It’s a common question for dieters: do I really have to count calories? As a personal trainer who counsels clients on nutrition, I feel that obsessing over numbers isn’t healthy. Knowing how your body feels, on the other hand, is. We’ve been programmed to think that fewer calories equals weight loss. In reality, it’s not just about calories—it’s about portion size, the types of foods you’re eating and many other factors. Eating a balanced diet that includes lean proteins, complex carbohydrates and healthy fats will not only support healthy weight loss, it will help you with a realistic, long-term healthy eating plan.
It’s very easy to underestimate or overestimate numbers when calorie counting. If you don’t read labels or measure incorrectly, your totals may be off. In addition, food preparation needs to be taken into consideration. Cooked food, for example, may contain more calories than raw food if oils, juices or sauces are used. Slight differences in numbers add up over time.
What’s your body type?
It’s important to remember that the more muscle you have, the more calories you’re going to burn. This means that if you have a muscular physique, you naturally have higher caloric intake requirements. If you’re regularly doing resistance training and working toward improving muscle strength, you’ll also burn more calories, even when at rest. In this case, limiting calories can harm muscle-building efforts.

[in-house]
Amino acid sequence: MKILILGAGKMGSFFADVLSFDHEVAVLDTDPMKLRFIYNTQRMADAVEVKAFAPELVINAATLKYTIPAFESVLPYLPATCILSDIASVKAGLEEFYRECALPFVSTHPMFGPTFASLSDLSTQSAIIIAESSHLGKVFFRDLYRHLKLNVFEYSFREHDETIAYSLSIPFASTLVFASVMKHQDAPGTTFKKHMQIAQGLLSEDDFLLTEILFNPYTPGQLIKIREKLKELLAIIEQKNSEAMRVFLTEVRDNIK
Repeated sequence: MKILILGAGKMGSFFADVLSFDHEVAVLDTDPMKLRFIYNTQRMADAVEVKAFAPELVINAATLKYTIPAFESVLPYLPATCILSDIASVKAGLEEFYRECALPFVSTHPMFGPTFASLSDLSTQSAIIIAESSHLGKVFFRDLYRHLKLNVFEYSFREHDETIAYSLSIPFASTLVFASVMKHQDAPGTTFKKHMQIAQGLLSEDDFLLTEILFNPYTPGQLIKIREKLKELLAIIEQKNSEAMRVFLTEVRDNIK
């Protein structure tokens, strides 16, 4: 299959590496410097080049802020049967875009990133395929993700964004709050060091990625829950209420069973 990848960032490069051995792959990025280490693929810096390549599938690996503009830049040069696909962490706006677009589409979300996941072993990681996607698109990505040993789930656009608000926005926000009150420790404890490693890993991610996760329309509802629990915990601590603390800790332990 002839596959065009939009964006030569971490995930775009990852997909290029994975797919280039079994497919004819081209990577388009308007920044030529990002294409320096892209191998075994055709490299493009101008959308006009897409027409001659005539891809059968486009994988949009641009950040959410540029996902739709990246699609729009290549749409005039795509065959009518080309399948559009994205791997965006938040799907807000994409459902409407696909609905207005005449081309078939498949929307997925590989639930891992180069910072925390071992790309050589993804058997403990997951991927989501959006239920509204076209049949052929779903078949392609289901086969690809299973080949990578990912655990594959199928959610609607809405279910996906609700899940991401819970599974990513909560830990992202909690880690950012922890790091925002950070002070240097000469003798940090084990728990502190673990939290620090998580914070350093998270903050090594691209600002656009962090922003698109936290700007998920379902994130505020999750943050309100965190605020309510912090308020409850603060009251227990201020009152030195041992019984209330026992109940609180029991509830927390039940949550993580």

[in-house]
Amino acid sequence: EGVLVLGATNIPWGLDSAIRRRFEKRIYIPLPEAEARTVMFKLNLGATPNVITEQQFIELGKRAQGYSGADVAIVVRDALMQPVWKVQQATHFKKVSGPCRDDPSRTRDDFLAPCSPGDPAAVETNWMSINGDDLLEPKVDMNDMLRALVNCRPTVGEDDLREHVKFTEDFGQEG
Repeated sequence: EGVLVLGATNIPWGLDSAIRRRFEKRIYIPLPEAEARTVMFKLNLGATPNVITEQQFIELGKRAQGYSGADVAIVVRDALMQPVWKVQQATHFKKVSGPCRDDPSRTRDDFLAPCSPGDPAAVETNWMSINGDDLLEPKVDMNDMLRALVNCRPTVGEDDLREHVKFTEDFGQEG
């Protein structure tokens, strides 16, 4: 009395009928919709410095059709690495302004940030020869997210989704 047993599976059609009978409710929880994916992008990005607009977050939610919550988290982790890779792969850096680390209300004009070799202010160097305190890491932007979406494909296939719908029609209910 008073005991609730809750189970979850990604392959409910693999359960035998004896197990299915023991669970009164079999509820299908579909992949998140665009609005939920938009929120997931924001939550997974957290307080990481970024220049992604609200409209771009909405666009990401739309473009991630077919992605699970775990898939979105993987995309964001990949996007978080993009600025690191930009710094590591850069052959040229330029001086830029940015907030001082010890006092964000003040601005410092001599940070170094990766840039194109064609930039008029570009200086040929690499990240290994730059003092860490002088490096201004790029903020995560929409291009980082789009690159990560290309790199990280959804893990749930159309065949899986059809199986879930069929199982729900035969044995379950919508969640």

Quality over quantity
Just because something is only 100 calories and contains zero fat doesn’t mean it’s the better choice. Read your labels! Often, when fat calories are removed, they’re replaced with sugar. I always compare no-fat/low-fat (and sometimes regular fat) products and find the no-fat version contains more sugar and artificial ingredients. Choosing natural is always best, but be on the lookout for versions of products that contain the least amount of sugar.
Calories provide energy
It’s simple: you need calories for energy to get through your busy day. Eating the correct portion sizes of whole foods and not worrying about calorie count will help you to fend off fatigue and allow you to continue thinking clearly. If you’re tired because you’re not getting enough calories, how will you have the energy to exercise and burn the calories you’re consuming?
In the long run
Counting calories may work for you on a short-term diet plan. But eating proper portions, consuming five to six small, healthy meals a day and listening to your body will keep you on a healthy-eating plan forever. Eat until you feel satisfied and comfortable, not overly full. If you’re not very hungry for a meal, eat less (don’t skip meals!). And if you feel especially hungry when it’s time for your next meal, increase the portion size slightly. Listen to your body—it will tell you what it needs.
IFBB figure professional Melissa Transou, a fitness expert, wife and mother, blogs about the unique sports and nutrition needs of women and female athletes exclusively for Vitacost.com. Learn more about Melissa in this recent RXMuscle.com spotlight article, connect with her on Facebook or email her at firstname.lastname@example.org.